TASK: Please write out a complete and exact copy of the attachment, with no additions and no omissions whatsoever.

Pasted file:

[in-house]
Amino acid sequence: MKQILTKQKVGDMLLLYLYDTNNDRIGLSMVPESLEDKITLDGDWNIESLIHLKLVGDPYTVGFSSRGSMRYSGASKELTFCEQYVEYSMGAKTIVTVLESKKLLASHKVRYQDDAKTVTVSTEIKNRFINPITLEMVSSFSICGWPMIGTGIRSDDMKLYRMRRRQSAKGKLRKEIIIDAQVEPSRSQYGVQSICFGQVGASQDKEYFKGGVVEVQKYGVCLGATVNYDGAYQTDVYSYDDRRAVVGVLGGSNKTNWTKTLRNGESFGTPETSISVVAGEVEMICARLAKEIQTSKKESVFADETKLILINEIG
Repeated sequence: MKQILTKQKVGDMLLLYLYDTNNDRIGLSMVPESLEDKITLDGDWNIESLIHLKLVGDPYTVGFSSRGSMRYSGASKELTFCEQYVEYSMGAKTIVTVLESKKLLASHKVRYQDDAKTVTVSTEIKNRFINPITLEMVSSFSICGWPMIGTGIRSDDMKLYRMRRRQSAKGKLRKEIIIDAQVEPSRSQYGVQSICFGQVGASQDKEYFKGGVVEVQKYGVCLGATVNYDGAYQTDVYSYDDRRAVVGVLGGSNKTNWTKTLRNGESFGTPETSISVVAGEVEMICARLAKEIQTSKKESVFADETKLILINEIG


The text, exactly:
[in-house]
Amino acid sequence: MKQILTKQKVGDMLLLYLYDTNNDRIGLSMVPESLEDKITLDGDWNIESLIHLKLVGDPYTVGFSSRGSMRYSGASKELTFCEQYVEYSMGAKTIVTVLESKKLLASHKVRYQDDAKTVTVSTEIKNRFINPITLEMVSSFSICGWPMIGTGIRSDDMKLYRMRRRQSAKGKLRKEIIIDAQVEPSRSQYGVQSICFGQVGASQDKEYFKGGVVEVQKYGVCLGATVNYDGAYQTDVYSYDDRRAVVGVLGGSNKTNWTKTLRNGESFGTPETSISVVAGEVEMICARLAKEIQTSKKESVFADETKLILINEIG
Repeated sequence: MKQILTKQKVGDMLLLYLYDTNNDRIGLSMVPESLEDKITLDGDWNIESLIHLKLVGDPYTVGFSSRGSMRYSGASKELTFCEQYVEYSMGAKTIVTVLESKKLLASHKVRYQDDAKTVTVSTEIKNRFINPITLEMVSSFSICGWPMIGTGIRSDDMKLYRMRRRQSAKGKLRKEIIIDAQVEPSRSQYGVQSICFGQVGASQDKEYFKGGVVEVQKYGVCLGATVNYDGAYQTDVYSYDDRRAVVGVLGGSNKTNWTKTLRNGESFGTPETSISVVAGEVEMICARLAKEIQTSKKESVFADETKLILINEIG